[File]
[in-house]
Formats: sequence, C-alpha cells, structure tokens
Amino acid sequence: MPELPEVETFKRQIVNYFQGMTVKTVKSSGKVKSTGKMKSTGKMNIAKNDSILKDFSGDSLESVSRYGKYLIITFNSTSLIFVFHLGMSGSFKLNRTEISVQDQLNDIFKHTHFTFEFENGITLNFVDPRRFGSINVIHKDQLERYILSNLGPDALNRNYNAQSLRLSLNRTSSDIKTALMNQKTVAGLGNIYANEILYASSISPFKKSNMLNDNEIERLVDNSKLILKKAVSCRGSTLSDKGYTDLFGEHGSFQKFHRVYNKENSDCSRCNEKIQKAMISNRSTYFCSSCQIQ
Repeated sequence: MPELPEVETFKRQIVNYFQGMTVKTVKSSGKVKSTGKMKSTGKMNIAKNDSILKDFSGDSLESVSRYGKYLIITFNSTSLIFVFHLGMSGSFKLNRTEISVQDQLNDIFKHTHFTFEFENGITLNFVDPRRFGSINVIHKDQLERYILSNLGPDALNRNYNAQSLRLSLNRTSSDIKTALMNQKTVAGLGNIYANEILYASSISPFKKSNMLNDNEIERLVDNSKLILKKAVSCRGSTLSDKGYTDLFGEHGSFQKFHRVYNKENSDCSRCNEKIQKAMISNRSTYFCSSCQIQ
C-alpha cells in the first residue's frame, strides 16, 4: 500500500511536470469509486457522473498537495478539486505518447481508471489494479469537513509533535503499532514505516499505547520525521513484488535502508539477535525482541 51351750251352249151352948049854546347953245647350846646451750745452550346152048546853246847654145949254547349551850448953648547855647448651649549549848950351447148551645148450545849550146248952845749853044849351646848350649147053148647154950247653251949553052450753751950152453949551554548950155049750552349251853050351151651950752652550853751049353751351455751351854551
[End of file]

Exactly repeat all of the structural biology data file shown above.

[in-house]
Formats: sequence, C-alpha cells, structure tokens
Amino acid sequence: MPELPEVETFKRQIVNYFQGMTVKTVKSSGKVKSTGKMKSTGKMNIAKNDSILKDFSGDSLESVSRYGKYLIITFNSTSLIFVFHLGMSGSFKLNRTEISVQDQLNDIFKHTHFTFEFENGITLNFVDPRRFGSINVIHKDQLERYILSNLGPDALNRNYNAQSLRLSLNRTSSDIKTALMNQKTVAGLGNIYANEILYASSISPFKKSNMLNDNEIERLVDNSKLILKKAVSCRGSTLSDKGYTDLFGEHGSFQKFHRVYNKENSDCSRCNEKIQKAMISNRSTYFCSSCQIQ
Repeated sequence: MPELPEVETFKRQIVNYFQGMTVKTVKSSGKVKSTGKMKSTGKMNIAKNDSILKDFSGDSLESVSRYGKYLIITFNSTSLIFVFHLGMSGSFKLNRTEISVQDQLNDIFKHTHFTFEFENGITLNFVDPRRFGSINVIHKDQLERYILSNLGPDALNRNYNAQSLRLSLNRTSSDIKTALMNQKTVAGLGNIYANEILYASSISPFKKSNMLNDNEIERLVDNSKLILKKAVSCRGSTLSDKGYTDLFGEHGSFQKFHRVYNKENSDCSRCNEKIQKAMISNRSTYFCSSCQIQ
C-alpha cells in the first residue's frame, strides 16, 4: 500500500511536470469509486457522473498537495478539486505518447481508471489494479469537513509533535503499532514505516499505547520525521513484488535502508539477535525482541 51351750251352249151352948049854546347953245647350846646451750745452550346152048546853246847654145949254547349551850448953648547855647448651649549549848950351447148551645148450545849550146248952845749853044849351646848350649147053148647154950247653251949553052450753751950152453949551554548950155049750552349251853050351151651950752652550853751049353751351455751351854551